45. “Lori, I don’t know about Paltrow or Madonna, but LOTS of celebrities do a whole lot of charity. I DO respect that. The working out isn’t my business and I don’t really care. I’m not going to judge their workout routines as good OR bad. Their bodies are their own fucking business, you know?”

    volcanista, you said what I was thinking way smarter than I could.

  46. Kelly, did you see volcanista’s guest post? If not, it may interest you. Thin-bashing (and body-shaming of any kind) is absolutely verboten here, so please do let us know if/when you see it.

    We all have different activities that we value, and we all get different pleasures out of certain activities. Some people detest reading poetry; I’m devoting my life to it. I have no doubt that people who get more joy out of athletics than I do will actually want to exercise more than I do — and it won’t be for vanity or pressure, but for pleasure. That’s awesome; that’s their prerogative and we fully encourage pleasure here.

    What I wanted to point out in this post, and what many commenters have also noted, is that the workouts above are described as torturous and hellish to the people who do them. They are clearly damaging to the body in the short-term, and they’re engaged in to meet physical standards of beauty that are constantly narrowing, to the point where (as I said in the post) even Jessica Alba doesn’t look like Jessica Alba. I think it’s safe to say that we’ve all known people who punish themselves with exercise because they think they’re supposed to look like Alba; but we’ve probably also known people who do a similar amount of exercise because they’re training for a marathon. It’s not exercise or gym-going per se that is the problem here: it’s the demands on ALL bodies to look like CERTAIN bodies, no matter what the physical, psychological, and social tolls are.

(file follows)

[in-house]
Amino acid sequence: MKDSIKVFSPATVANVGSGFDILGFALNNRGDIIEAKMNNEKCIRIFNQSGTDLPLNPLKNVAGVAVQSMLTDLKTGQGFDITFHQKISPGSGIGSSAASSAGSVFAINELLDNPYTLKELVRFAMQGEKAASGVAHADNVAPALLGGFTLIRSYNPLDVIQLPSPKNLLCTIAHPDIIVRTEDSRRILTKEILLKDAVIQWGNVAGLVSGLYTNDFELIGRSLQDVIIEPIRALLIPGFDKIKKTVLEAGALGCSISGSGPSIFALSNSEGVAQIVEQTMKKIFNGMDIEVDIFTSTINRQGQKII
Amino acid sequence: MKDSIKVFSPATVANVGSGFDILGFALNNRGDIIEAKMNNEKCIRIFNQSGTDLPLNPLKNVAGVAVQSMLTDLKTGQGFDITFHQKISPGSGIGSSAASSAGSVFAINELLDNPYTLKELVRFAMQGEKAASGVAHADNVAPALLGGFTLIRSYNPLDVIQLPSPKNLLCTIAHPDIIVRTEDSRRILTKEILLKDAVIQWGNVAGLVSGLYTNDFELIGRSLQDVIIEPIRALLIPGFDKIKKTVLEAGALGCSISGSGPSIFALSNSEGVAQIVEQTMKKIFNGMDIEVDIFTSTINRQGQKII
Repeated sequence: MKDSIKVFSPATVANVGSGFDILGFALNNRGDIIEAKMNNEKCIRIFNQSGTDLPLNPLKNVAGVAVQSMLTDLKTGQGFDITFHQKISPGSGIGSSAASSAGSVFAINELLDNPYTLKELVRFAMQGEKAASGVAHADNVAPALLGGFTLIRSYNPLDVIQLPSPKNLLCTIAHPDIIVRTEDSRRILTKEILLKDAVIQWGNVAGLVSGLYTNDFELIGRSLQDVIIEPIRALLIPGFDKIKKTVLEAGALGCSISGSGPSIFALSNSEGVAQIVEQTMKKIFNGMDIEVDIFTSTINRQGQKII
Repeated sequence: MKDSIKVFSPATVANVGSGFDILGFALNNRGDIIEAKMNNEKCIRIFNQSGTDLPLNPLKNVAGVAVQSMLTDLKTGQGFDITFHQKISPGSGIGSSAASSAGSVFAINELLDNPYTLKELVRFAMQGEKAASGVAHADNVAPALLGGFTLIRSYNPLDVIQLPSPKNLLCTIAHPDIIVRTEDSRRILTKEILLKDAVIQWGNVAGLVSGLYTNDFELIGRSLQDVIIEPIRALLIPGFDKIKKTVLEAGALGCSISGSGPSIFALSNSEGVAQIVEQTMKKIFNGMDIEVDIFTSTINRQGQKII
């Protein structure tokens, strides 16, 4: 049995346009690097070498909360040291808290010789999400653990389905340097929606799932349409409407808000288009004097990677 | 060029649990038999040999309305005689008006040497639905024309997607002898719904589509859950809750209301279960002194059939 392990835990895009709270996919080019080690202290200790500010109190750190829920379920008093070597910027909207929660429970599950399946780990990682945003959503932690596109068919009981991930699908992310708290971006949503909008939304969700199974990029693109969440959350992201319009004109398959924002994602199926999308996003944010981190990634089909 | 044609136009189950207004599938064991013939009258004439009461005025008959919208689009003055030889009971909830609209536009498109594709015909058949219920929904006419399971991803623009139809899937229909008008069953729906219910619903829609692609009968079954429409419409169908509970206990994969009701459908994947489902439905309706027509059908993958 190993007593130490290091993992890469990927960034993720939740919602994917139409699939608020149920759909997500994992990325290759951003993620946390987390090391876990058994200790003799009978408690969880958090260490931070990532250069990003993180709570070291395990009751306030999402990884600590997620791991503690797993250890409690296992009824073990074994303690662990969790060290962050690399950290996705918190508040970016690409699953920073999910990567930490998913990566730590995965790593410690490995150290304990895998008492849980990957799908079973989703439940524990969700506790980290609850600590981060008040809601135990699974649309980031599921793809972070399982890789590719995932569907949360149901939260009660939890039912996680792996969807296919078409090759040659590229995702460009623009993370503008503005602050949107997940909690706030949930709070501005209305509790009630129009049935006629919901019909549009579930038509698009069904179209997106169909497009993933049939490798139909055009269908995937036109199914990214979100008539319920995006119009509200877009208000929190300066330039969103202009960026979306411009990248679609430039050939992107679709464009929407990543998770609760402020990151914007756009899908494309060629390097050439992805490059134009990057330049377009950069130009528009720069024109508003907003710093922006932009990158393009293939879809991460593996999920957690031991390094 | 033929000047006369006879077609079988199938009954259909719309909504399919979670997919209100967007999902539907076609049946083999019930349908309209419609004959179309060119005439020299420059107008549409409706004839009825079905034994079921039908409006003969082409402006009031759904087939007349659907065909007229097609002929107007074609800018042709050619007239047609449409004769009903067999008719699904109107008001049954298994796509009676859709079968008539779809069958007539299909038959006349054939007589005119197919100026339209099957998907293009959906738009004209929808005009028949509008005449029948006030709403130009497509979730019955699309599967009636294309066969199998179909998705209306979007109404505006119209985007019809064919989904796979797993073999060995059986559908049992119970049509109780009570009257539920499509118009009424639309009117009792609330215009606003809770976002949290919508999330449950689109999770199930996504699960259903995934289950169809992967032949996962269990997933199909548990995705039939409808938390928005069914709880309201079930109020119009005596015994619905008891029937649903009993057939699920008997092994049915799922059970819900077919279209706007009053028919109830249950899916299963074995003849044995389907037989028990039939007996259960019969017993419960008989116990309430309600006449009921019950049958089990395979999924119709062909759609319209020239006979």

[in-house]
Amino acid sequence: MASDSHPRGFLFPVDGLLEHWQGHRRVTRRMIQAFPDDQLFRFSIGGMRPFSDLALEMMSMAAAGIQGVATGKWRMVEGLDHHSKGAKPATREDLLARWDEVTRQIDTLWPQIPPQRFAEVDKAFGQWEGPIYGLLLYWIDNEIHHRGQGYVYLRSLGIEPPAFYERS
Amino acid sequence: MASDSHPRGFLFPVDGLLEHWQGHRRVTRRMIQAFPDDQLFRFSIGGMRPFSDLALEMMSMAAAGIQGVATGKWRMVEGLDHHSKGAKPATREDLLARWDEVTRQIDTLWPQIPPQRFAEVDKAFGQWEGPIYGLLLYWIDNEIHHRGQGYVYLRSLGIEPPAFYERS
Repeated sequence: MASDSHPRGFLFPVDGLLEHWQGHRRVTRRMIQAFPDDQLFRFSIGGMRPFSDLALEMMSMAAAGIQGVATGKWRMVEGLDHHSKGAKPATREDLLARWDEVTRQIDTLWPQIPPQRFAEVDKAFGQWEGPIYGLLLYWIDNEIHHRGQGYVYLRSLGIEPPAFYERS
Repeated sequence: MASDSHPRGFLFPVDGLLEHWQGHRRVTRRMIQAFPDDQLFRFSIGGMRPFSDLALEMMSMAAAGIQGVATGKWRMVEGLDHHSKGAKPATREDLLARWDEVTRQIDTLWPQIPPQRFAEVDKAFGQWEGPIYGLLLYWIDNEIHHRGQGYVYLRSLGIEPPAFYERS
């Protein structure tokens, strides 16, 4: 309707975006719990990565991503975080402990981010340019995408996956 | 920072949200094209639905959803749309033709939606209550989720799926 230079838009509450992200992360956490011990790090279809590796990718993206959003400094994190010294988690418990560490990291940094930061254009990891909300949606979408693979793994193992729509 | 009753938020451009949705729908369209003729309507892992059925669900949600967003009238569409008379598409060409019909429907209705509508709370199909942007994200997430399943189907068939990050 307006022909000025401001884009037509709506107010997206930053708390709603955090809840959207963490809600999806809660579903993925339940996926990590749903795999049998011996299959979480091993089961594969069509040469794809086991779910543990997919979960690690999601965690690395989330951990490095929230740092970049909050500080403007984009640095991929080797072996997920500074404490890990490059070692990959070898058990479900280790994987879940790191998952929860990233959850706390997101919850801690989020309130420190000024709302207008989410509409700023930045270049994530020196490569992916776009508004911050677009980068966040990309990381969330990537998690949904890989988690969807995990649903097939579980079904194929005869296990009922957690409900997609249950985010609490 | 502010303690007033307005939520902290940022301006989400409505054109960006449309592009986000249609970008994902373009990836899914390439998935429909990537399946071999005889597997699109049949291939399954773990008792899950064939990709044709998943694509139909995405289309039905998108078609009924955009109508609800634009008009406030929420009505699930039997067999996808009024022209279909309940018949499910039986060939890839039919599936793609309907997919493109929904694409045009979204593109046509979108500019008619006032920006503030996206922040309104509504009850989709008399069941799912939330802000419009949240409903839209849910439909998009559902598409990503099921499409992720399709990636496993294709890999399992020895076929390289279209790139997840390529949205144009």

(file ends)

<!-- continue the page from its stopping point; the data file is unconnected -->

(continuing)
47. Thank you so much for the link, Sweet Machine. I completely understood your original article and agreed with every point. My gym comments and queries were entirely in response to some of the comments I was reading.

    Funny you’d bring up running marathons – I was talking to my husband about SP last night (he’s had to hear a lot about it since I found it!) and he commented that he’s always understood bodies were different – or had different setpoints, or whatever way you’d describe it – because at road races (he was a runner) he’d see all sorts of sizes and shapes crossing the finish line at all levels of speed.

    (going to read volcanica’s post now)…

  48. Thanks, Kelly! I noticed your comments within the past couple days, and you do seem new (fyi, there are a lot of resources in the archives here about how to find clothes to fit lots of kinds of bodies), but I think you’re totally right about what you’ve said here.

  49. because at road races (he was a runner) he’d see all sorts of sizes and shapes crossing the finish line at all levels of speed.

    This is totally true. And yet troll commenters still insist they’ve never seen a fat person at a road race. I mean, seriously? Where are they looking?

  50. Oh, Kelly, that recap wasn’t just for you — sorry if it seemed that way! But you’re right that several people have wandered into shame territory on this comment thread, and I wanted to reiterate the main point.